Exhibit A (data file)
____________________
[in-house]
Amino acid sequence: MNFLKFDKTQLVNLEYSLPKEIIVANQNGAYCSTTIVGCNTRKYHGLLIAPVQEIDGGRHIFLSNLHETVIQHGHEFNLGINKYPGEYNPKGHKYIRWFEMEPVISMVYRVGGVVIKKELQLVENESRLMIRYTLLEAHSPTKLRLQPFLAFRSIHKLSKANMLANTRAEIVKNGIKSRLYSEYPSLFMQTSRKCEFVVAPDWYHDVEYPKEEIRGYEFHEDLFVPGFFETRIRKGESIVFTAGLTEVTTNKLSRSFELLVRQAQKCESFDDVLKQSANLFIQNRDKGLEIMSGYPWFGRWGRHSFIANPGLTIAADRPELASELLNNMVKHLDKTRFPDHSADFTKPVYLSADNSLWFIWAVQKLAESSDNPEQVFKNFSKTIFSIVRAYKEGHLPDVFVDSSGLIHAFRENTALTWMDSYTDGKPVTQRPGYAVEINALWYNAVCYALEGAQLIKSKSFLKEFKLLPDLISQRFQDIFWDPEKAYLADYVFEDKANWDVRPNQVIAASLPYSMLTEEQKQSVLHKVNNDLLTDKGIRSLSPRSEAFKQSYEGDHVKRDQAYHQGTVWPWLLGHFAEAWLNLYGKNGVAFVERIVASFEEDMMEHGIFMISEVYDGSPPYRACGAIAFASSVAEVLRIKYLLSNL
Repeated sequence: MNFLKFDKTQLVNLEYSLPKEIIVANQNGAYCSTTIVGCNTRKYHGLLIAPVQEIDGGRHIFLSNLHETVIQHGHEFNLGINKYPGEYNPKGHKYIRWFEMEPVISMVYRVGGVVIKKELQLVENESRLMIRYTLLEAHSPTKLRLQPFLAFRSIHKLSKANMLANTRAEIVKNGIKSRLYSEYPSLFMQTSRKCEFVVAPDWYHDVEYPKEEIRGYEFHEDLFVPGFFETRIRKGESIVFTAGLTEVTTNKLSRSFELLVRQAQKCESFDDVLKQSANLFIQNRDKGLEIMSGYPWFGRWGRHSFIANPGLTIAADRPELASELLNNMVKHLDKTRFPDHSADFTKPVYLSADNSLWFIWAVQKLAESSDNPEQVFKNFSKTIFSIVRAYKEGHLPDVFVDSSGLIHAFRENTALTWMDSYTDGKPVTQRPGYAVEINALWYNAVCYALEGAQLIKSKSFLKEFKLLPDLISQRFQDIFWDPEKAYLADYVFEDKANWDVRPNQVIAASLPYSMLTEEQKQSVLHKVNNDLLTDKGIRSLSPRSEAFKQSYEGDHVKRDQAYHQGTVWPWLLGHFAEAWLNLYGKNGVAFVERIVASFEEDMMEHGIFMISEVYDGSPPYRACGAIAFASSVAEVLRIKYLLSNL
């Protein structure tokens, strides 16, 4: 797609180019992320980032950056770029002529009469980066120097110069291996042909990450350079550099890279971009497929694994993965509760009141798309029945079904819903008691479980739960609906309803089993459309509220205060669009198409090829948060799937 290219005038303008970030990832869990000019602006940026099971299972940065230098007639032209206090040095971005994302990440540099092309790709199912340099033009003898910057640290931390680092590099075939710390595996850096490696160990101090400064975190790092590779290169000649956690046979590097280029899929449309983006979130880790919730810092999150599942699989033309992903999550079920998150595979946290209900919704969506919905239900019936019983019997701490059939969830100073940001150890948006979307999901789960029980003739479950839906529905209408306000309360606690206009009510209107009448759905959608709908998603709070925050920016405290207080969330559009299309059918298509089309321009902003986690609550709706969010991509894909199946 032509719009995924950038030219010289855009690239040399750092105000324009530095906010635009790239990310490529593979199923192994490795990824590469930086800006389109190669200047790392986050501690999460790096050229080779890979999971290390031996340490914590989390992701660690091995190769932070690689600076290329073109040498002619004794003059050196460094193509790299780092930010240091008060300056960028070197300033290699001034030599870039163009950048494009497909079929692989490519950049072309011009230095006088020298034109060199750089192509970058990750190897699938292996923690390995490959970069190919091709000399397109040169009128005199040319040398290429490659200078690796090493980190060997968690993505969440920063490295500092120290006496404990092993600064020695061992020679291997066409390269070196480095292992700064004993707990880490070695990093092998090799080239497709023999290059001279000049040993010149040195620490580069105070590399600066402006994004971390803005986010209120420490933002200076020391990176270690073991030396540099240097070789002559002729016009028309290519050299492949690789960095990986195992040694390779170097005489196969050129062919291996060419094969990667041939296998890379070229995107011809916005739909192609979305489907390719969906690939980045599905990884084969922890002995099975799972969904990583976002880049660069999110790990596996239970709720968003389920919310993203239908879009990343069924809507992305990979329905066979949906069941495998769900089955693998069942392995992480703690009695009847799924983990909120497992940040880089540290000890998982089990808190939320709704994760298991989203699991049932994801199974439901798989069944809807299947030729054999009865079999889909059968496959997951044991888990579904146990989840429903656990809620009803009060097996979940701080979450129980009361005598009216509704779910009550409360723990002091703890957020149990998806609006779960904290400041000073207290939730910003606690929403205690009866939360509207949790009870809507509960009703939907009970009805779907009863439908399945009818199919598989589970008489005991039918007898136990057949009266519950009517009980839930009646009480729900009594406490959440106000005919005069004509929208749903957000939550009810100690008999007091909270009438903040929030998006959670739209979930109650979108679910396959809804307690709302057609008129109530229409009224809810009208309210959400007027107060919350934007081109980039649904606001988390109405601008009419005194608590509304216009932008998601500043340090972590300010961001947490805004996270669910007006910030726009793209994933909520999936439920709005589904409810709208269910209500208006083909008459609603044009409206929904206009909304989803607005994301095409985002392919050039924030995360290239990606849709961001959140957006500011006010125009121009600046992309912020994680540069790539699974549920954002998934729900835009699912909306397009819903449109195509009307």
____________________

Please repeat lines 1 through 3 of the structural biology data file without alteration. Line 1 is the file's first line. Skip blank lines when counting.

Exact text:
[in-house]
Amino acid sequence: MNFLKFDKTQLVNLEYSLPKEIIVANQNGAYCSTTIVGCNTRKYHGLLIAPVQEIDGGRHIFLSNLHETVIQHGHEFNLGINKYPGEYNPKGHKYIRWFEMEPVISMVYRVGGVVIKKELQLVENESRLMIRYTLLEAHSPTKLRLQPFLAFRSIHKLSKANMLANTRAEIVKNGIKSRLYSEYPSLFMQTSRKCEFVVAPDWYHDVEYPKEEIRGYEFHEDLFVPGFFETRIRKGESIVFTAGLTEVTTNKLSRSFELLVRQAQKCESFDDVLKQSANLFIQNRDKGLEIMSGYPWFGRWGRHSFIANPGLTIAADRPELASELLNNMVKHLDKTRFPDHSADFTKPVYLSADNSLWFIWAVQKLAESSDNPEQVFKNFSKTIFSIVRAYKEGHLPDVFVDSSGLIHAFRENTALTWMDSYTDGKPVTQRPGYAVEINALWYNAVCYALEGAQLIKSKSFLKEFKLLPDLISQRFQDIFWDPEKAYLADYVFEDKANWDVRPNQVIAASLPYSMLTEEQKQSVLHKVNNDLLTDKGIRSLSPRSEAFKQSYEGDHVKRDQAYHQGTVWPWLLGHFAEAWLNLYGKNGVAFVERIVASFEEDMMEHGIFMISEVYDGSPPYRACGAIAFASSVAEVLRIKYLLSNL
Repeated sequence: MNFLKFDKTQLVNLEYSLPKEIIVANQNGAYCSTTIVGCNTRKYHGLLIAPVQEIDGGRHIFLSNLHETVIQHGHEFNLGINKYPGEYNPKGHKYIRWFEMEPVISMVYRVGGVVIKKELQLVENESRLMIRYTLLEAHSPTKLRLQPFLAFRSIHKLSKANMLANTRAEIVKNGIKSRLYSEYPSLFMQTSRKCEFVVAPDWYHDVEYPKEEIRGYEFHEDLFVPGFFETRIRKGESIVFTAGLTEVTTNKLSRSFELLVRQAQKCESFDDVLKQSANLFIQNRDKGLEIMSGYPWFGRWGRHSFIANPGLTIAADRPELASELLNNMVKHLDKTRFPDHSADFTKPVYLSADNSLWFIWAVQKLAESSDNPEQVFKNFSKTIFSIVRAYKEGHLPDVFVDSSGLIHAFRENTALTWMDSYTDGKPVTQRPGYAVEINALWYNAVCYALEGAQLIKSKSFLKEFKLLPDLISQRFQDIFWDPEKAYLADYVFEDKANWDVRPNQVIAASLPYSMLTEEQKQSVLHKVNNDLLTDKGIRSLSPRSEAFKQSYEGDHVKRDQAYHQGTVWPWLLGHFAEAWLNLYGKNGVAFVERIVASFEEDMMEHGIFMISEVYDGSPPYRACGAIAFASSVAEVLRIKYLLSNL